What makes a startup unique is its culture. When you look at companies as human beings, you discover that there are no two alike. Similarly, there are big differences between individuals, their families and communities. These same kinds of differences distinguish startup cultures from corporate cultures.

Startup culture is very informal compared to the culture of corporations. A large corporation is better organized around many business units, many thousands of employees, but the downside is there is much less flexibility.

When startup culture and corporate culture meet, a big part of success depends on both groups' ability to develop the personal relationships necessary to overcome the tensions that can naturally arise when these very different cultures meet.

So if you're an executive at an established company, and you're saying "I want to work with startups," it's a good idea to begin by developing personal relationships with the startups'  founders and executives.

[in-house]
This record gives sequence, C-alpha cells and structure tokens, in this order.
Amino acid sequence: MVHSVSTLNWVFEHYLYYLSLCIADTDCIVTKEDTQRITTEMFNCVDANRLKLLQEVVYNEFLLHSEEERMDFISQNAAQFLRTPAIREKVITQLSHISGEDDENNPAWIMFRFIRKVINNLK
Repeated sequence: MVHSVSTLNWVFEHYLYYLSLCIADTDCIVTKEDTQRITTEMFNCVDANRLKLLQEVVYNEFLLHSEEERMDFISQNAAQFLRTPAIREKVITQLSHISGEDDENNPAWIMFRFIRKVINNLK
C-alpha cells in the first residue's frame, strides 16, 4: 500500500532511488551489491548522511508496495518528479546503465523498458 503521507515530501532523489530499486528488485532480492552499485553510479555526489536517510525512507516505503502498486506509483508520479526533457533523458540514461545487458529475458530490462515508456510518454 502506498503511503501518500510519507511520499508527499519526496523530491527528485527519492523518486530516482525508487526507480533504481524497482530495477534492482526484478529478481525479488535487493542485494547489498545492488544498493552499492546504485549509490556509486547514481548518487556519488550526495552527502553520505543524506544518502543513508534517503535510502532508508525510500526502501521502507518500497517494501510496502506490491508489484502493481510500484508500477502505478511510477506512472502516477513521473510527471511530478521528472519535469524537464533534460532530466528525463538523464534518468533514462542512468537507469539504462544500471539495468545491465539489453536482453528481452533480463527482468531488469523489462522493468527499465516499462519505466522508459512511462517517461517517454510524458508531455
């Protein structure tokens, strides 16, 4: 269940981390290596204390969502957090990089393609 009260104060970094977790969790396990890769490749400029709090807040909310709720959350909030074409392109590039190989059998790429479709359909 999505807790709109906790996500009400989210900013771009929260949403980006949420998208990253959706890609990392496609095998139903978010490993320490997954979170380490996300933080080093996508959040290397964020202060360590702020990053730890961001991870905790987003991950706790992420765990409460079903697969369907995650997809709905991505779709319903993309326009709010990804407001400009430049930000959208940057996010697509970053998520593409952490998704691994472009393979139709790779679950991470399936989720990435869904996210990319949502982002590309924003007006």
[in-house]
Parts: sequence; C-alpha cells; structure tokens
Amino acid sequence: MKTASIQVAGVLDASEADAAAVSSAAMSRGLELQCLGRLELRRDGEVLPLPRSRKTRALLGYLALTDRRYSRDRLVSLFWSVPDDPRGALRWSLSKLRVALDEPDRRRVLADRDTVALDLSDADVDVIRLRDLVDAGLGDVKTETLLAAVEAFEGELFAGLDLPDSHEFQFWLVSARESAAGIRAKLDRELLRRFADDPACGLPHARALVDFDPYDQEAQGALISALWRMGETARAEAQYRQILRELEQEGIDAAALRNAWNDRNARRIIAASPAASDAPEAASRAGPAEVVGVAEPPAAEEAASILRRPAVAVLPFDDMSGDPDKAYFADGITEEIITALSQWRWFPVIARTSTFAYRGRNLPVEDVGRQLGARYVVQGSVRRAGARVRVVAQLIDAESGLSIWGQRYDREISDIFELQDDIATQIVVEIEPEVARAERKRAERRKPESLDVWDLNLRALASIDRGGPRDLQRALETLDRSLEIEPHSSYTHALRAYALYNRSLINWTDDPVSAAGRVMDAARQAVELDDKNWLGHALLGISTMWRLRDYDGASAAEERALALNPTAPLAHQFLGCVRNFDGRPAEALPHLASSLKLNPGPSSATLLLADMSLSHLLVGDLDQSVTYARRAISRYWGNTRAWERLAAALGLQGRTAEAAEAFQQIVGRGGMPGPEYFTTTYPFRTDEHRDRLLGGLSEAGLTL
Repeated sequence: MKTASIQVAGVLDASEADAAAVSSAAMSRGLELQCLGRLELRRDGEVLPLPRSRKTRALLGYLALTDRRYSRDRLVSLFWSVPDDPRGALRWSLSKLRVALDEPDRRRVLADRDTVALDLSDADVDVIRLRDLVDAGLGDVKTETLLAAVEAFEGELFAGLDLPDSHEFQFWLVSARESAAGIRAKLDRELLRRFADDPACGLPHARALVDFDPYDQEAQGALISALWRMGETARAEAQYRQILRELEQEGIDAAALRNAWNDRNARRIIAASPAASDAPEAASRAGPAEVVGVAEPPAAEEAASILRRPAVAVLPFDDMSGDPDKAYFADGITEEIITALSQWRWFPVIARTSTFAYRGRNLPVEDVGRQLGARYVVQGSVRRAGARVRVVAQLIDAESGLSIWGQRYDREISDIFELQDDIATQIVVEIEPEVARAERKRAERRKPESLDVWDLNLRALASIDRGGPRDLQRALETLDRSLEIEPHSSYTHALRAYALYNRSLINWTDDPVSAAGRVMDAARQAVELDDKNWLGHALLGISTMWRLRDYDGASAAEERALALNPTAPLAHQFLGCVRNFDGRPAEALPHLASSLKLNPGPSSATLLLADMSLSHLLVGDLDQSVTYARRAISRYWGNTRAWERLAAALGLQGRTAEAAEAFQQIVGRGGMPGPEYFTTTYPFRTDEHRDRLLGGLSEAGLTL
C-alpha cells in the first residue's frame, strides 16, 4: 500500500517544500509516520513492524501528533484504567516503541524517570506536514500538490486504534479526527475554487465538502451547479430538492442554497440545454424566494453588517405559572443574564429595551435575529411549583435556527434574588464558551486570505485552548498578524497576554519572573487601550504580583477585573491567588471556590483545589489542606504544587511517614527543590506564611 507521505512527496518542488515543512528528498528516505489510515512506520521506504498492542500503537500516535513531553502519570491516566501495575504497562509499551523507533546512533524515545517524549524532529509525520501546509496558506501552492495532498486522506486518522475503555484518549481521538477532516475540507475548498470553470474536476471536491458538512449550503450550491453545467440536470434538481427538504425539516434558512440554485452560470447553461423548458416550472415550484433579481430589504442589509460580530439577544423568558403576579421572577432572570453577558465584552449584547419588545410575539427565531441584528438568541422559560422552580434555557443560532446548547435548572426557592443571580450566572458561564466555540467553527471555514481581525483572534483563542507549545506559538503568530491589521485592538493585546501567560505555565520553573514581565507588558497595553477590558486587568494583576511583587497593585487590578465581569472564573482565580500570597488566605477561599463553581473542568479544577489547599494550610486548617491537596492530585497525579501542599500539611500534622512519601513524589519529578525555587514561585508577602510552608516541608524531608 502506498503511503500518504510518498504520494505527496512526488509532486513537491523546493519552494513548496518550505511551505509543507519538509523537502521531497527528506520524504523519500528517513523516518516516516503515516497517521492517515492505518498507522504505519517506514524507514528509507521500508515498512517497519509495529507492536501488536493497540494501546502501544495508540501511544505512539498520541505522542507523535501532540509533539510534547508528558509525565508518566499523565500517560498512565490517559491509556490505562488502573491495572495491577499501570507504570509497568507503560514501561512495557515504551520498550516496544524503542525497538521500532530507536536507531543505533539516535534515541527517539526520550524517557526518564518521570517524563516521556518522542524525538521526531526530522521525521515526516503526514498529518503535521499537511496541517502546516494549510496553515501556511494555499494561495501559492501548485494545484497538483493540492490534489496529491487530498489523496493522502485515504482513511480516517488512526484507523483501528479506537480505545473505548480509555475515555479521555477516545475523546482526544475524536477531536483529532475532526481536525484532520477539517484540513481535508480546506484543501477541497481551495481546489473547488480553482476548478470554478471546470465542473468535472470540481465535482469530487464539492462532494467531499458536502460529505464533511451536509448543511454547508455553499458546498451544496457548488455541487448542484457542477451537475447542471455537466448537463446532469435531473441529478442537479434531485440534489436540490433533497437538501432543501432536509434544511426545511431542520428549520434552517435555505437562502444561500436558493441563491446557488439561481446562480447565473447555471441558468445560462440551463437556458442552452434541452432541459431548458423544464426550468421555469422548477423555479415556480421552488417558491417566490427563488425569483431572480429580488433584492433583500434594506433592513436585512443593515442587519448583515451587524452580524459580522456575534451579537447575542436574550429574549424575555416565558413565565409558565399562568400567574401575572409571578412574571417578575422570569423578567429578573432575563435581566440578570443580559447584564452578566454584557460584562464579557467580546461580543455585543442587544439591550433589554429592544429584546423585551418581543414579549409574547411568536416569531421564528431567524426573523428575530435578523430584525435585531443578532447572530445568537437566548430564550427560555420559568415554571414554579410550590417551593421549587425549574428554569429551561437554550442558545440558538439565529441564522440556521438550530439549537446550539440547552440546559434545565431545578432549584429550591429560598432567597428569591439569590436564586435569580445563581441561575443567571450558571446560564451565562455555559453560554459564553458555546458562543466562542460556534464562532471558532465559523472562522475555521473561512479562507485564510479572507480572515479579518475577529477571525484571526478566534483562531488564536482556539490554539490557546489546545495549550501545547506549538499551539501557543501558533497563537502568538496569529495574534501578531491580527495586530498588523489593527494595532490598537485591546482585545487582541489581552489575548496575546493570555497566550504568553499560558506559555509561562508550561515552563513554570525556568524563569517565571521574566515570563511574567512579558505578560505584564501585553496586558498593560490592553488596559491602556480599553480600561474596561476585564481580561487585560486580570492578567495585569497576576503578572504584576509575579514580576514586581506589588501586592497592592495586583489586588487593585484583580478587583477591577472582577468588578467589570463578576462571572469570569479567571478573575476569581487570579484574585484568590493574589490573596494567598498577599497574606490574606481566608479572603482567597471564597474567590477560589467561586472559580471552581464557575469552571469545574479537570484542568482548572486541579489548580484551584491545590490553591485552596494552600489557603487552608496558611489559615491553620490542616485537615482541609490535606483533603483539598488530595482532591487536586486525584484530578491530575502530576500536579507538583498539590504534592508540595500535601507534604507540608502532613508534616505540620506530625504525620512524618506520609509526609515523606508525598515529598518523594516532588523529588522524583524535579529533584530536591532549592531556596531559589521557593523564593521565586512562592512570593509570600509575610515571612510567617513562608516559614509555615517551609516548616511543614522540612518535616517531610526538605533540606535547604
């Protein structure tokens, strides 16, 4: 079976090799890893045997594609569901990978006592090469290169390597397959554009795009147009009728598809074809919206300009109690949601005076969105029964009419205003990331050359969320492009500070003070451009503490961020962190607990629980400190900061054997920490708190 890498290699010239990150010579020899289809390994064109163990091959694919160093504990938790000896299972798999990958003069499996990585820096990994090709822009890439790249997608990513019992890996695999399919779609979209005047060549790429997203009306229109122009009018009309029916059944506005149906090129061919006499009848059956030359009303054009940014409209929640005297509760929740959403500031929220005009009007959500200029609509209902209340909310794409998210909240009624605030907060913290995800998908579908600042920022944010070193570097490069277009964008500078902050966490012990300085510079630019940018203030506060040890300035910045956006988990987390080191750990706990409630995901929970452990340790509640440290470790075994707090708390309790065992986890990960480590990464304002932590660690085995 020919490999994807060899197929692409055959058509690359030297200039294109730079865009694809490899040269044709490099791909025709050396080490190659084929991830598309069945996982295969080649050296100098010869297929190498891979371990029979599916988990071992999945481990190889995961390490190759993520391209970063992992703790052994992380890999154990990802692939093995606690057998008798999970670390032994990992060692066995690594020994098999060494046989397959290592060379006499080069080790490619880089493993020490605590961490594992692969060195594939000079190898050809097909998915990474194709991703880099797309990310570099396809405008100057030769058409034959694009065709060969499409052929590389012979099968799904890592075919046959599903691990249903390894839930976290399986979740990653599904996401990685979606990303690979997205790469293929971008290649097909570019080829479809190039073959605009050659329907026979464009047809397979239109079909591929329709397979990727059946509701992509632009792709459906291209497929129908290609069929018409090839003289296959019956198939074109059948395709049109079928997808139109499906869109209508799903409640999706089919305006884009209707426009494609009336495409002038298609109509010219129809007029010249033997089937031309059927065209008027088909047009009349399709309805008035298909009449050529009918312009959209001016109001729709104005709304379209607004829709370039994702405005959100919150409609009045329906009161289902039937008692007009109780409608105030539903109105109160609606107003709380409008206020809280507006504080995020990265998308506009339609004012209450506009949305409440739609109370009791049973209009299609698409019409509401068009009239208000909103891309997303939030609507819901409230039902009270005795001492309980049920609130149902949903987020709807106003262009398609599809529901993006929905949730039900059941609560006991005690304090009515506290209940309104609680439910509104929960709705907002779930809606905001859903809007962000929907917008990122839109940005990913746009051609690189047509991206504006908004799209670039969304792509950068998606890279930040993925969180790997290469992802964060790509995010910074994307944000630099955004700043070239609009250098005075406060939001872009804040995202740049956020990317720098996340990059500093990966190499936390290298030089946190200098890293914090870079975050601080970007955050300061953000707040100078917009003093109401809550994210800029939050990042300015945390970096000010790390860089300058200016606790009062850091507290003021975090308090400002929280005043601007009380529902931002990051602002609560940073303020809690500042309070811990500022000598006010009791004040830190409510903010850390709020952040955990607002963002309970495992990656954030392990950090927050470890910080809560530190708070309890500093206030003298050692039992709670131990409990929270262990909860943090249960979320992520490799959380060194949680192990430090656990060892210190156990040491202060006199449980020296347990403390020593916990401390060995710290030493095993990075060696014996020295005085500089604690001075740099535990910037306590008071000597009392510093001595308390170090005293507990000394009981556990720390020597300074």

We work extensively with corporations who are seeking to partner with startups in order to identify new technologies, business models or talent to power the next wave of growth for their company.  Our Data-Driven Startup Scouting and Matching, offered in partnership with Valuer.ai, allows us to rapidly identify the startups that are the best match, and then we get involved to help facilitate relationships between the two companies.  There are a number of ways we do this, including creating a private space inside the community where we facilitate dialog that assists the fledgling partnership as it takes shape, all within the context of a supportive and resource-rich environment.

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